Logbooks and Excel spreadsheets are forms of manual mileage logging. Manual mileage logging is slower than automatic mileage capture with GPS apps. However, manual mileage logs are still acceptable forms of business mileage justification.

What not to do: Google Maps

Above, we discussed how you need to record starting and ending odometer readings or use GPS tracking. Copying Google Maps directions onto a spreadsheet is not a substitute for accurate trip tracking. This is a mistake I made when I was a mobile employee. I would do a trip, and then copy the Google Maps directions onto a spreadsheet, where I would also record the business purpose of the trip.

But neither Google Maps nor other navigation tools like Waze store your driving history. They just show you where to go, not where you went. A mileage tracking app is integrated and specialized. It records your trip, plus other details specifically relevant to business driving. And mileage tracking spreadsheets use odometer readings to guarantee that you went a certain distance.

Google Maps could suggest any number of different routes based on traffic conditions. When you open up the link to the Maps route again, it might show something else than what you drove. So make sure to provide odometer readings if you’re doing manual mileage tracking, or instead, use a GPS tracking app!

Manual mileage logging wastes time

Using an excel spreadsheet or a paper logbook can cost drivers a full 40-hour workweek of time, every year. If you want to read about how much time you lose doing manual mileage logging, check out this article next:

Save drivers a week of work per year with a mileage app

Hardware trackers:

Secondly, you can buy hardware that rides along in employee vehicles and captures mileage for upload into a mileage reimbursement software tool. These pieces of hardware can cost anywhere between $20 and $200.

Hardware trackers may save battery drain but can be lost or stolen easily. They are an added business expense that the company must incur before sending drivers out on the road. We hear from clients about how frustrating it is when a driver departs the company and takes the $200 hardware tracker with them.

Hardware is a form of automatic mileage tracking. It can connect with a mileage reimbursement dashboard to provide the data needed for running mileage reimbursement programs. It is arguably better than manual mileage logging because it doesn’t waste absurd amounts of time; however, the expense of losing many pieces of hardware often deters our clients from pursuing this avenue.

Mileage tracking apps: the easiest way to track mileage

Automatic mileage trackers are mobile apps that operate on employee phones, iPhone or Android, and track business miles when they’re driving for work. They capture all the information that the IRS needs to know, so companies can reimburse employee mileage tax-free.

These apps fall into the category of expense tracking software.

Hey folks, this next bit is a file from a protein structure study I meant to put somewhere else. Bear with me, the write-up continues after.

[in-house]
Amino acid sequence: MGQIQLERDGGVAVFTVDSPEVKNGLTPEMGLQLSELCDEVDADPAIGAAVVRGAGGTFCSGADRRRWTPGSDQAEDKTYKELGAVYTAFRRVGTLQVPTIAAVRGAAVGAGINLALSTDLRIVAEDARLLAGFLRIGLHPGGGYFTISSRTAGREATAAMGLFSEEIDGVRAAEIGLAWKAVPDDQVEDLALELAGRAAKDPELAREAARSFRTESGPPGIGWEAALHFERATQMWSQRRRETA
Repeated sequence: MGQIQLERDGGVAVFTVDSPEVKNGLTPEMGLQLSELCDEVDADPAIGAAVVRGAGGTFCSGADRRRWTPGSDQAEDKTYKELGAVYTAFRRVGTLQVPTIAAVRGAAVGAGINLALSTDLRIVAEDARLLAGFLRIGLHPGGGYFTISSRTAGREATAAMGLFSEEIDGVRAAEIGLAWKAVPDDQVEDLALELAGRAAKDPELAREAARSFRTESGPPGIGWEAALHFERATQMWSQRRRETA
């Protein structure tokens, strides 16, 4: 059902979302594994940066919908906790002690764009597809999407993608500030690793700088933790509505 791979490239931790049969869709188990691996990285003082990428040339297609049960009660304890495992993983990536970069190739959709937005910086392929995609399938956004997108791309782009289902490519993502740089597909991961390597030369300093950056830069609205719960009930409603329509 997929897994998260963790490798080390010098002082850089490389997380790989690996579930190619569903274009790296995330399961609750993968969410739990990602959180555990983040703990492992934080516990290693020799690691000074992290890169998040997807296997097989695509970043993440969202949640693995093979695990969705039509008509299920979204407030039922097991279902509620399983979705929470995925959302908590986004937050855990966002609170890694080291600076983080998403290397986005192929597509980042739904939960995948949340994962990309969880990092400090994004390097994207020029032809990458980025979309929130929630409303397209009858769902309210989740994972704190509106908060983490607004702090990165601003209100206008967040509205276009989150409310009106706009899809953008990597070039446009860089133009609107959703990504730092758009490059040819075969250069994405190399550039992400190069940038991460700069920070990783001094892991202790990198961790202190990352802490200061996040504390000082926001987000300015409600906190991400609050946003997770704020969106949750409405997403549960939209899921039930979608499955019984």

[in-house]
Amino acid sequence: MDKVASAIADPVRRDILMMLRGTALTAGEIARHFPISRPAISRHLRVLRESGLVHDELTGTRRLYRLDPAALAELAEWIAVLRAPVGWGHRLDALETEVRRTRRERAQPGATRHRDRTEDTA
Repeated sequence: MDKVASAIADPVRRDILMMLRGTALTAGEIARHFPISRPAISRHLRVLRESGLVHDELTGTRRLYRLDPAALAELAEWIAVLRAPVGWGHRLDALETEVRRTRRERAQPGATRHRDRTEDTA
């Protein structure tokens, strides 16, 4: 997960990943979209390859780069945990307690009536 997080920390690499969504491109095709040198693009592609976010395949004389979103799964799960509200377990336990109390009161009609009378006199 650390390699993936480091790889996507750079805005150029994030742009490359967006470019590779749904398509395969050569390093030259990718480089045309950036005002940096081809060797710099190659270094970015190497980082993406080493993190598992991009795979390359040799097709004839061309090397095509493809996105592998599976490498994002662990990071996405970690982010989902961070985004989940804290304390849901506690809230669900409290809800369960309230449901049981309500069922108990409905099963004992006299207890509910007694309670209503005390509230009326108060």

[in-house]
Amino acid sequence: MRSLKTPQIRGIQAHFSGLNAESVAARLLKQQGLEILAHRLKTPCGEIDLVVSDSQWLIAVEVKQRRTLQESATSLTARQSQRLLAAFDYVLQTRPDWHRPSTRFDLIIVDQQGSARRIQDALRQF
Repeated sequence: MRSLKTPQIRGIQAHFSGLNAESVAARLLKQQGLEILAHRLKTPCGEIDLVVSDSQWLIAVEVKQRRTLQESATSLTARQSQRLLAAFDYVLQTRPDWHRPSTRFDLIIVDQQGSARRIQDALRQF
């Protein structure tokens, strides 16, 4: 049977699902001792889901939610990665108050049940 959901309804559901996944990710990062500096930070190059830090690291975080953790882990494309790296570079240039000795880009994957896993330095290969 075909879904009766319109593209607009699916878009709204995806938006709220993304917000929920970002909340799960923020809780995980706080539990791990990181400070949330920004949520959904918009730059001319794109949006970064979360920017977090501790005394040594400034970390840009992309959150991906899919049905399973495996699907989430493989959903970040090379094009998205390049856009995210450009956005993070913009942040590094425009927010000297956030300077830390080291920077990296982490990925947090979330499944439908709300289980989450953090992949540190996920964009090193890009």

What app is the best to track mileage for work?

There are two kinds of mileage tracking applications. Personal mileage apps for contractors, freelancers, etc., and business mileage tracking apps for companies with employees—SMBs and enterprises.

There are personal mileage apps.

There are enterprise mileage trackers like ours, Cardata Mobile.

If you want to run a FAVR program, or other mileage reimbursement program for multiple drivers, you need the latter.

If you are a rideshare driver for Lyft or Uber, or a Doordash delivery driver, i.e an independent contractor; or a sole proprietor or small business owner, you can use the former, a personal mileage app like MileIQ. These apps will store important data for freelancers to use in their tax calculations

You can download many of these apps from the Apple App Store or Google Play store. Some companies even have a free version of their app, so you can get started right away.

What’s the best app for tracking SMB and enterprise business mileage?

The best mileage tracker app is Cardata Mobile by Cardata.

You can read reviews of Cardata’s mileage tracking app on G2 and compare it to others:

Top 5 features of mileage tracking apps

Apps track miles, not people. Make sure your team has a tool that only requires them to show their business miles.

  • Exclude commuting mileage

It’s not generally allowed to be reimbursed tax-free. The right app will allow you to set commuting times, outside of work-hours, where trips aren’t captured.

  • Real-time GPS tracking and faultless functionality

It’s important that apps capture the actual route you took, without large gaps, and not just directions like Google Maps or Waze.

  • Saved stops and business trip purposes

Saved stops allow you to input the business purpose of a trip once, and then just assume it every time your employee revisits that client or commercial destination. You need to record business purposes to be IRS-compliant, but with a top mileage tracking app you don’t need to write it in every time.

The best mileage apps feed into mileage reimbursement software dashboards, where admins can see expense reports and otherwise run their vehicle reimbursement program. These secondary pieces of software show mileage reports, allow for payment processing, let you add and remove drivers from your program, and more.

Bonus feature:

  • Backed by great customer support

If you have an enterprise or SMB business mileage tracker, you’ll want great customer support backing it up! Whether that’s a help library or a person to call, ensure that someone has your back while your miles are being tracked.

When and where do you need to track mileage

You need to track mileage whenever you drive for business.

Cardata has experience in the US and Canada, although other countries like the UK also require verification for car expenses and mileage deductions incurred during the business use of a personal vehicle.

Conclusion: how does mileage tracking relate to mileage reimbursement programs?

Mileage reimbursement programs are ways to reimburse your team for the business use of their personal vehicles.

Whether you have a simple Cents per Mile program that pays the IRS standard mileage rate; or whether you have a complex and granular Fixed and Variable Rate FAVR program, you need a compliant mileage recording method.

Mileage tracking is an integral part of these programs. You need data to justify the reimbursements as legitimate, and that is exactly what a mileage tracking app provides.

If you want to see Cardata’s mileage tracking app in action, visit this page:

Book a call to learn our pricing today.